Try pushing your finger slowly through a glass of water: now try to do the same in a glass of treacle or honey. You will find that the treacle or honey exerts a force (post 16.13), resisting the motion of your finger (rather like friction in post 16.19), that is much greater than the force exerted by water. The effect is like wading through mud.

The force that a fluid exerts to resist motion of an object in a fluid is called *drag* or the *drag force*.

The simple experiment, described in the first paragraph, shows that the drag force depends on some property of the fluid: this property is called *viscosity*. Our experiment shows us that treacle and honey are more *viscous* than water.

When we increase the speed, *v*, of an object moving through a fluid, the drag force increases: doubling the speed increases the magnitude, *F*, of the drag force. We can express this result as the equation

*F* = *Mv*

where *M* depends on the viscosity of the liquid and the shape and dimensions of the object. Since force is a vector (post 16.50), it would be better to define *M* using the vector equation ** F** = –

*M*, where

**v****is the velocity of the object and the minus sign shows that**

*v***acts in the opposite direction to**

*F***.**

*v*Now let’s find out more about *M*. Experiments on spheres falling through liquids show that, for a sphere,

*M* = 6*πηr*

where *r* is the radius of the sphere and *η* is a constant for a given fluid. We can use this result to define the viscosity of a fluid as

η = *M*/(6*πr*).

According to our first equation, *M*, is a force divided by a speed. So it is measured in the units of force divided by the units of speed which are N/(m.s^{-1}). Since 6*π* is simply a number (see post 17.11 for a definition of *π*), and so is not measured in any units, the units of *η* are the units used to measure *M* divided by the units used to measure *r* (m). The result is N/(m^{2}.s^{-1}) or N.s/m^{2}. But N/m^{2} or N.m^{-2} is the unit used to measure pressure (Pa) (post 17.5). So, the SI unit (posts 16.13 and 17.14) of viscosity is Pa.s.

When an object falls through a viscous fluid, it has less energy than an object that falls through a fluid of negligible viscosity. In a fluid of negligible viscosity, the resultant downward force on the object is simply the gravitational force (post 16.16). But in a viscous fluid, the resultant downward force is reduced by the drag that opposes motion. As a result, the viscosity reduces the acceleration of the object (posts 16.13 and 17.15); so it has less speed (post 16.13) and, therefore, less kinetic energy (post 16.21) than an object that falls for the same time, with the same initial potential energy, in a fluid of negligible viscosity.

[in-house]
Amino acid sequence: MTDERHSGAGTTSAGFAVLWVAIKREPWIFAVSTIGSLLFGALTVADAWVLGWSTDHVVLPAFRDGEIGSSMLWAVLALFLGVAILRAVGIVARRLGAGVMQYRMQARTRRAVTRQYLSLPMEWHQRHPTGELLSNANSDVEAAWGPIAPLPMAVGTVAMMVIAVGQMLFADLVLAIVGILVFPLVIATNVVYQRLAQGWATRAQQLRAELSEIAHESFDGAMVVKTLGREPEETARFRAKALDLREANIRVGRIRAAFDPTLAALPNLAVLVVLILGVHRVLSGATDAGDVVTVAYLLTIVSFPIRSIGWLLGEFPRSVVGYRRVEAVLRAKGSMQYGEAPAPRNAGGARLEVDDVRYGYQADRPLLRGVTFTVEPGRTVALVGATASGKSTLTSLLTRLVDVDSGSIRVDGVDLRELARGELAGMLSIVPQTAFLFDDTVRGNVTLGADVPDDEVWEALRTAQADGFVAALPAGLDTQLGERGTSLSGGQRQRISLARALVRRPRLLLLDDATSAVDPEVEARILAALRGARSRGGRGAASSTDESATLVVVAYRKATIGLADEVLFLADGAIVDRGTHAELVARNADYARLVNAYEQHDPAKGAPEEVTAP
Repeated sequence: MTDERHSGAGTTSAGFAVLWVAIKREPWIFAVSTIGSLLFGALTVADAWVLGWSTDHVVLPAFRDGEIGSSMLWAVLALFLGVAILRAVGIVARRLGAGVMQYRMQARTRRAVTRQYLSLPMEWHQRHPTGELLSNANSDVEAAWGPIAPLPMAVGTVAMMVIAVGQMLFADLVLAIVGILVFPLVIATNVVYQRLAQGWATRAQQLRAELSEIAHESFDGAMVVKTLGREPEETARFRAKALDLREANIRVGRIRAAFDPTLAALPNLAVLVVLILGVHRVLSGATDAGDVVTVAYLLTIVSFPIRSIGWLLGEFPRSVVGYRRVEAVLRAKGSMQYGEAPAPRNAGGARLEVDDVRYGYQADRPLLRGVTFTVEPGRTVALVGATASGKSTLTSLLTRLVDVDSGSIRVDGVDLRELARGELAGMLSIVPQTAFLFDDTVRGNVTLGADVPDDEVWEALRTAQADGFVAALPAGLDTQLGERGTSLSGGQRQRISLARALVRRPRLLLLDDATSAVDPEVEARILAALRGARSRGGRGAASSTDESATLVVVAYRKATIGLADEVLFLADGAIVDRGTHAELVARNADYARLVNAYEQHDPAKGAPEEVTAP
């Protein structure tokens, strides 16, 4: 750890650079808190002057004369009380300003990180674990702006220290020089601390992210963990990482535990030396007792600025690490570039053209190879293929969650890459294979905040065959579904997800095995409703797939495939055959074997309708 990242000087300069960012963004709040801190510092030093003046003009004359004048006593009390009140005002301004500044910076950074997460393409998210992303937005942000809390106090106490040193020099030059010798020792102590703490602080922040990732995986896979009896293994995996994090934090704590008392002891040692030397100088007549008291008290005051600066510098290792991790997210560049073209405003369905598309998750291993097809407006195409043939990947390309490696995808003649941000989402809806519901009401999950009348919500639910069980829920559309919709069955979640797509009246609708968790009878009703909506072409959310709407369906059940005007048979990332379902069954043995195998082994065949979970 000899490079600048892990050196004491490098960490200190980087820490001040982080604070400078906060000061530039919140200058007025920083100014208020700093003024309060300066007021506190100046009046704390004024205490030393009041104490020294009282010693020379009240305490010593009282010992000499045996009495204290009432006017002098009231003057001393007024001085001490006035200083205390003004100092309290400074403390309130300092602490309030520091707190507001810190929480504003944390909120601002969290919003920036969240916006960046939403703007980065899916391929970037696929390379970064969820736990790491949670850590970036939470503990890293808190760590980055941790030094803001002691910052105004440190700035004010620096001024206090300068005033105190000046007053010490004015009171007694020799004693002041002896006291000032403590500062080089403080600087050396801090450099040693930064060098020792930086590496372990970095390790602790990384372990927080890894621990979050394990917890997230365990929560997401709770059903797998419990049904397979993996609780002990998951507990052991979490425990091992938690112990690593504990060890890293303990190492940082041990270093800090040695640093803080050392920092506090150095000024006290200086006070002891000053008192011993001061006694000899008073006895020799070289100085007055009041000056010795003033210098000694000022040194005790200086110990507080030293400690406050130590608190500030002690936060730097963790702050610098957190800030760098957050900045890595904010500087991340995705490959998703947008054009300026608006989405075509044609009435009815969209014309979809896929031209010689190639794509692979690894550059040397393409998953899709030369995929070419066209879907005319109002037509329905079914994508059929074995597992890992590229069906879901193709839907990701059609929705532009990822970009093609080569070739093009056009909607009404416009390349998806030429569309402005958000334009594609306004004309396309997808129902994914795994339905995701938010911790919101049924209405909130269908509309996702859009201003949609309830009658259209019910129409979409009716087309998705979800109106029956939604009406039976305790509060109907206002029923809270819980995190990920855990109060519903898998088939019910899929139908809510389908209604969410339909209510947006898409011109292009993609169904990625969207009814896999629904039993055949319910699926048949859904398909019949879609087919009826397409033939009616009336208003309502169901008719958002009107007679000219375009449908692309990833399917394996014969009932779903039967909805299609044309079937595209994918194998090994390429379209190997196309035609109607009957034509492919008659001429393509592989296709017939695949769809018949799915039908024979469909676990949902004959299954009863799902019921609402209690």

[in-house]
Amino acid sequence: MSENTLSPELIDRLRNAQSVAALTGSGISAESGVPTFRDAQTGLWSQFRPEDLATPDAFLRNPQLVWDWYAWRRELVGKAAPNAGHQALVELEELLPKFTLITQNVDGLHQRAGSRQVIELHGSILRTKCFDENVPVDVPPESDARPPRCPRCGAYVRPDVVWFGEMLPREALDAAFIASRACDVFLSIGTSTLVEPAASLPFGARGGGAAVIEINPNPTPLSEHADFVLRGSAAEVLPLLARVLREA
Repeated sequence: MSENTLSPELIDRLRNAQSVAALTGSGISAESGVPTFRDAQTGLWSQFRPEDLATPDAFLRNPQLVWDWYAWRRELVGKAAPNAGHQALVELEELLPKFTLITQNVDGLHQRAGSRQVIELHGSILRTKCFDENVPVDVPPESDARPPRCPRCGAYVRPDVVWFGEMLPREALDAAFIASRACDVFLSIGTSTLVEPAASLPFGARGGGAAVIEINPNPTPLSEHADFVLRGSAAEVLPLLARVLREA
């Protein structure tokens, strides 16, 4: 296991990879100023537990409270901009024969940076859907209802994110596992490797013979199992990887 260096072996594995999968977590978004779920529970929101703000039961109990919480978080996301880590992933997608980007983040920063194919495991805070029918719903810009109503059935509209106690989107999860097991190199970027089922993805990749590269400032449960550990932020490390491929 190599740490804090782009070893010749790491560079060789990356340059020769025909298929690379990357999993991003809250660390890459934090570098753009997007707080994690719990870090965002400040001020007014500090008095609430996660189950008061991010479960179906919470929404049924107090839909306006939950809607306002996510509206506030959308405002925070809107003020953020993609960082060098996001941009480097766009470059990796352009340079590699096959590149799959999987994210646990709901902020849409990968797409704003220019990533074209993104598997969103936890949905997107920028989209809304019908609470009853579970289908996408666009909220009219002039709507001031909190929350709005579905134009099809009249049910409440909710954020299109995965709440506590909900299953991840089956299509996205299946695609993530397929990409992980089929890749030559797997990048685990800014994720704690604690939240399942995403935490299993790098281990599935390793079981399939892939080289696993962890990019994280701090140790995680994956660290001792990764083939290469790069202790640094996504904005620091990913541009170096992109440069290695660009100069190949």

So the object falling in a viscous fluid loses mechanical energy (post 16.21). According to the first law of thermodynamics (post 16.21), this energy doesn’t simply disappear but is converted into different form, usually heat (posts 16.21 and 16.35). We say that the object falling in the viscous fluid *dissipates* mechanical energy. Often this idea is simply expressed as “dissipating energy”; it is understood that the lost energy doesn’t vanish but is converted into another form which cannot directly do useful work. The drag force generated when an object moves through a fluid is, therefore, similar to the frictional force generated when an object moves over a solid surface (post 16.19).

We mustn’t forget that shape affects the value of *M*. Designers of cars try to find a shape that decreases the drag when a car moves through air and so reduce the energy dissipated. Reducing energy dissipation means that a higher proportion of the energy generated by burning fuel is made to do useful work – to propel the car.

My definition of viscosity is not the official definition. However, my definition and the official one are equivalent. The advantage of my definition is that it is based on everyday experience and is easy to understand. The official definition is based on velocity gradients in fluids; we don’t have an intuitive understanding of these velocity gradients and so the official definition is difficult to relate to everyday experience. The advantage of the official definition is that we can then use Newton’s laws (post 16.2) or the Navier-Stokes equation (post 17.15) to derive *M* for a sphere, or any other simple shape. But neither derivation is easy! For more complicated shapes, we first divide them into small parts, in much the same way as we divided the hull of a ship into parts to calculate its volume (post 17.8). We then calculate the drag on each part in a computer and add the results to obtain the total drag force – this method is called *computational fluid dynamics* (CFD) and is used to solve most real problem involving drag.

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